PSTAT(8) BSD System Manager's Manual PSTAT(8)
pstat, swapinfo -- display system data structures
pstat [-Tfknst] [-M core [-N system]]
swapinfo [-k] [-M core [-N system]]
The pstat utility displays open file entry, swap space utilization, ter-
minal state, and vnode data structures.
If invoked as swapinfo the -s option is implied, and only the -k option
If the -M option is not specified, information is obtained from the cur-
rently running kernel via the sysctl(3) interface. Otherwise, informa-
tion is read from the specified core file, using the name list from the
specified kernel image (or from the default image).
The following options are available:
-n Print devices out by major/minor instead of name.
-k Print sizes in kilobytes, regardless of the setting of the
BLOCKSIZE environment variable.
-T Print the number of used and free slots in several system tables.
This is useful for checking to see how large system tables have
become if the system is under heavy load.
-f Print the open file table with these headings:
LOC The core location of this table entry.
TYPE The type of object the file table entry points to.
FLG Miscellaneous state variables encoded thus:
R open for reading
W open for writing
A open for appending
I signal pgrp when data ready
CNT Number of processes that know this open file.
MSG Number of messages outstanding for this file.
DATA The location of the vnode table entry or socket structure
for this file.
OFFSET The file offset (see lseek(2)).
-s Print information about swap space usage on all the swap areas
compiled into the kernel. The first column is the device name of
the partition. The next column is the total space available in
the partition. The Used column indicates the total blocks used
so far; the Available column indicates how much space is remain-
ing on each partition. The Capacity reports the percentage of
If more than one partition is configured into the system, totals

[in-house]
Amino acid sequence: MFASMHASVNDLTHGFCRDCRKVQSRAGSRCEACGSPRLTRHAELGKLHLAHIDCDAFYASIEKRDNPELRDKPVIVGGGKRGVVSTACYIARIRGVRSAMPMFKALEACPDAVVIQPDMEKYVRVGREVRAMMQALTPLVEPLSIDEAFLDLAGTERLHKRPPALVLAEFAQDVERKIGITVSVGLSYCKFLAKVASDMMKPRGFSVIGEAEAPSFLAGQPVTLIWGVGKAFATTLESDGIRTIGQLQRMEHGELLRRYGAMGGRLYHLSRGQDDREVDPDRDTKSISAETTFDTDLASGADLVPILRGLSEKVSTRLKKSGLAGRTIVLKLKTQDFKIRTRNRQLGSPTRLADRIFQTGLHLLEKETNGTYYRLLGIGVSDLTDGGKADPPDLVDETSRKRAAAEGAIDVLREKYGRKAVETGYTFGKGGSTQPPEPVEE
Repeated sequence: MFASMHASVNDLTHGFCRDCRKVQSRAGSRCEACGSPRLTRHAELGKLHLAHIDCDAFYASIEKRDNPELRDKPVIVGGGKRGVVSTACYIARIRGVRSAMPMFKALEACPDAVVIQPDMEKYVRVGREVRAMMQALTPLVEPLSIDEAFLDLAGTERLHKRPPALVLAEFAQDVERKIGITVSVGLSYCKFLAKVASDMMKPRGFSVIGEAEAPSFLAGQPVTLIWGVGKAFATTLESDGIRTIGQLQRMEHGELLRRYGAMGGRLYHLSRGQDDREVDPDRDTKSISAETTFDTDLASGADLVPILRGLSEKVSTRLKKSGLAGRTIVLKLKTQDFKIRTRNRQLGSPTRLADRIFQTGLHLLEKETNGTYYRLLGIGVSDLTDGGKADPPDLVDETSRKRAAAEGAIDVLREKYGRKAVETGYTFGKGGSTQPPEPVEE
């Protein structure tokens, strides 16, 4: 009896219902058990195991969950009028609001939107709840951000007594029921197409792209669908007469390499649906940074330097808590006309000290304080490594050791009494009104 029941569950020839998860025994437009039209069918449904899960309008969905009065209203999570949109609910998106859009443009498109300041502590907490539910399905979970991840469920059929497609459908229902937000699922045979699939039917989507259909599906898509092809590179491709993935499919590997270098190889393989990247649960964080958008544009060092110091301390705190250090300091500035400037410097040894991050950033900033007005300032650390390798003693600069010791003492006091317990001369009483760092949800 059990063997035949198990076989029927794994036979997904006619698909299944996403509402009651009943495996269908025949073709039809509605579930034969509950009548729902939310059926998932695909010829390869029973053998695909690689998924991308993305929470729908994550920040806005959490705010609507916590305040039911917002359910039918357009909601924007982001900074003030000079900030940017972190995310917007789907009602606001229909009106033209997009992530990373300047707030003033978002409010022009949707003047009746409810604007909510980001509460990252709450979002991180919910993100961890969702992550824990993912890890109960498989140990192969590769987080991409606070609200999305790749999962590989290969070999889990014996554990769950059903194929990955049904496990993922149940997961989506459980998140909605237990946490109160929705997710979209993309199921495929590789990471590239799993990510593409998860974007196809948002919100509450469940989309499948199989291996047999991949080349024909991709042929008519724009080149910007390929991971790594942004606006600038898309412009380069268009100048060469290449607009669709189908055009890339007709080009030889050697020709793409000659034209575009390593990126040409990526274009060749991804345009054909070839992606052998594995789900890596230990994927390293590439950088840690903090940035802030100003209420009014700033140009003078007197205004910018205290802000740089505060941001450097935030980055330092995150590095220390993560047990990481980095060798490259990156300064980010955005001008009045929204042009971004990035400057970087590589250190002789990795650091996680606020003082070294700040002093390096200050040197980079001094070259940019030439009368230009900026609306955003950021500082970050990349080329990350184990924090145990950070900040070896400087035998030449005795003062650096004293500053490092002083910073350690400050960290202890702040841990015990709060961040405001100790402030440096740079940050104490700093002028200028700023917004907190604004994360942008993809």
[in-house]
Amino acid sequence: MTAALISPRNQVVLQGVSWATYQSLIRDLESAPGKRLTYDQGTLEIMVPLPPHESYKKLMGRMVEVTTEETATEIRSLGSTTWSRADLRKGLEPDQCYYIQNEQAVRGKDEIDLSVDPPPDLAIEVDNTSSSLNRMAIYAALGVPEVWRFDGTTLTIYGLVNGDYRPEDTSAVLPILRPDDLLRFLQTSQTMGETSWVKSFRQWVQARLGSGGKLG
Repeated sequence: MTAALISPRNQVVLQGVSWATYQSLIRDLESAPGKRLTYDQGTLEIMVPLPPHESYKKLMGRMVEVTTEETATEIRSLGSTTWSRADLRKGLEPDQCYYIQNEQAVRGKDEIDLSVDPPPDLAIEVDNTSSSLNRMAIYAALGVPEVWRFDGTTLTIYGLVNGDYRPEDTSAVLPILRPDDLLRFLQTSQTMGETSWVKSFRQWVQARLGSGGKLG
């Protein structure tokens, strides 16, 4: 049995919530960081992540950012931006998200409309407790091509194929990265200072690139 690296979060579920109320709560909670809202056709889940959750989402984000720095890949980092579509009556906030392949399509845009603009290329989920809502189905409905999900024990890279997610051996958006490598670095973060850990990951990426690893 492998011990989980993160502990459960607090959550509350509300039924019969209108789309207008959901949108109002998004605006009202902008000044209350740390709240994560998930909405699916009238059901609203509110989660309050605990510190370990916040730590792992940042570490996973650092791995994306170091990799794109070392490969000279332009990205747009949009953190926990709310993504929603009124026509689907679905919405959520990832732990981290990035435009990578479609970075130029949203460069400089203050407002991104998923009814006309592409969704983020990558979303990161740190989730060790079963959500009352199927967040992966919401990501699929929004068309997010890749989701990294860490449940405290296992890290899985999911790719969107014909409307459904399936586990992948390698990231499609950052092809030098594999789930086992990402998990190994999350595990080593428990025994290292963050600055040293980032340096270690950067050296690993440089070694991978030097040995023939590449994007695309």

for all of the statistics will be reported in the final line of
-t Print table for terminals with these headings:
RAW Number of characters in raw input queue.
CAN Number of characters in canonicalized input queue.
OUT Number of characters in output queue.
MODE See tty(4).
ADDR Physical device address.
DEL Number of delimiters (newlines) in canonicalized input
COL Calculated column position of terminal.
STATE Miscellaneous state variables encoded thus:
T delay timeout in progress
W waiting for open to complete
F outq has been flushed during DMA
C carrier is on
c connection open
B busy doing output
A process is waiting for space in output queue
a process is waiting for output to complete
X open for exclusive use
S output stopped (ixon flow control)
m output stopped (carrier flow control)
o output stopped (CTS flow control)
d output stopped (DSR flow control)
K input stopped
Y send SIGIO for input events
D state for lowercase '\' work
E within a '\.../' for PRTRUB
L next character is literal
P retyping suspended input (PENDIN)
N counting tab width, ignore FLUSHO
l block mode input routine in use
s i/o being snooped
Z connection lost
SESS Kernel address of the session structure.
PGID Process group for which this is controlling terminal.
DISC Line discipline; 'term' for TTYDISC or 'ntty' for NTTY-
DISC or 'tab' for TABLDISC or 'slip' for SLIPDISC or
'ppp' for PPPDISC.
-M Extract values associated with the name list from the specified
-N If -M is also specified, extract the name list from the specified
system instead of the default, which is the kernel image the sys-
tem has booted from.
ps(1), systat(1), stat(2), fs(5), iostat(8), vmstat(8)
K. Thompson, UNIX Implementation.
Does not understand NFS swap servers.
The pstat utility appeared in 4.0BSD.
BSD May 23, 2002 BSD